Friday, 3 March 2017

Identifying bacteria using a flow cytometer

A new, easy-to-adapt and inexpensive analytical procedure has been developed by researchers from the Institute of Physical Chemistry of the Polish Academy of Sciences in Warsaw. The main role is played by innovative bioconjugates -- luminescent, magnetic microparticles coated with appropriately selected bacteriophages.

The detection device in the new technique for identifying bacteria is a flow cytometer. Despite the seemingly formidable name it is quite a simple and relatively inexpensive piece of equipment, available in many hospitals, where it is used commonly in blood tests. In the cytometer the sample is passed through a nozzle from which the stream that flows is so narrow that all the larger particles in the solution, particularly cells, have to flow one by one. The stream is lit by lasers and surrounded by detectors that record the light reflected from individual particles, scattered to the sides and emitted by them.

The main problem was to develop a method for labelling the bacteria to be easy to intercept them in the test sample and identify them with great certainty with the aid of the cytometer. To do this, researchers decided to construct special bioconjugates, i.e. complexes formed by the combination of microparticles with biomolecules. The biological element was a bacteriophage, which is a virus infecting a particular species of bacteria (the IPC PAS experimenters used the T4 bacteriophage, attacking Escherichia coli bacteria). The bacteriophages were coupled with microparticles capable of emitting light that could be easily registered on the cytometer and exhibiting magnetic properties. The latter was essential, because it made it possible to separate the bioconjugates from other particles in the sample with a simple magnet.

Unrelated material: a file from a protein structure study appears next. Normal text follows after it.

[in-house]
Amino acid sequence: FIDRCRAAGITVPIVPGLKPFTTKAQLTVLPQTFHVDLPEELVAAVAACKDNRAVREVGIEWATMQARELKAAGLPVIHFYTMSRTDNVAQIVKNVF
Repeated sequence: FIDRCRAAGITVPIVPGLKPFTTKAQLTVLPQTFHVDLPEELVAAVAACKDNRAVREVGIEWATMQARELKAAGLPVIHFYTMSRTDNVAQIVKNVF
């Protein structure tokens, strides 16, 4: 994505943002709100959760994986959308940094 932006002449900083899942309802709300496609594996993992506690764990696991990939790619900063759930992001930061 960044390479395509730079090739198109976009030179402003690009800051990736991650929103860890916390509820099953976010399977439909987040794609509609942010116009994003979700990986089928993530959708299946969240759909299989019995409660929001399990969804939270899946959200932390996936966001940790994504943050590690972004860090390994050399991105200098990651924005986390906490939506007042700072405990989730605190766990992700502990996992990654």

With the method, the sample -- it can be a physiological fluid obtained from the patient, or a food product, e.g. carrot juice -- is diluted and then a small amount of previously prepared bioconjugates is added to the solution. After this, it takes a short while for the bioconjugates to attach to the bacteria. Next, a magnet is applied to the test-tube with the liquid and all bioconjugates are attracted, including those with the attached bacteria. After pouring out the remainder of the sample and re-dilution of the separated precipitate, the solution is passed through the cytometer.

For further details see:

Marta Janczuk, Łukasz Richter, Grażyna Hoser, Jerzy Kawiak, Marcin Łoś, Joanna Niedziółka-Jönsson, Jan Paczesny, Robert Hołyst. Bacteriophage-Based Bioconjugates as a Flow Cytometry Probe for Fast Bacteria Detection. Bioconjugate Chemistry, 2016; DOI:10.1021/acs.bioconjchem.6b00596

Posted by Dr. Tim Sandle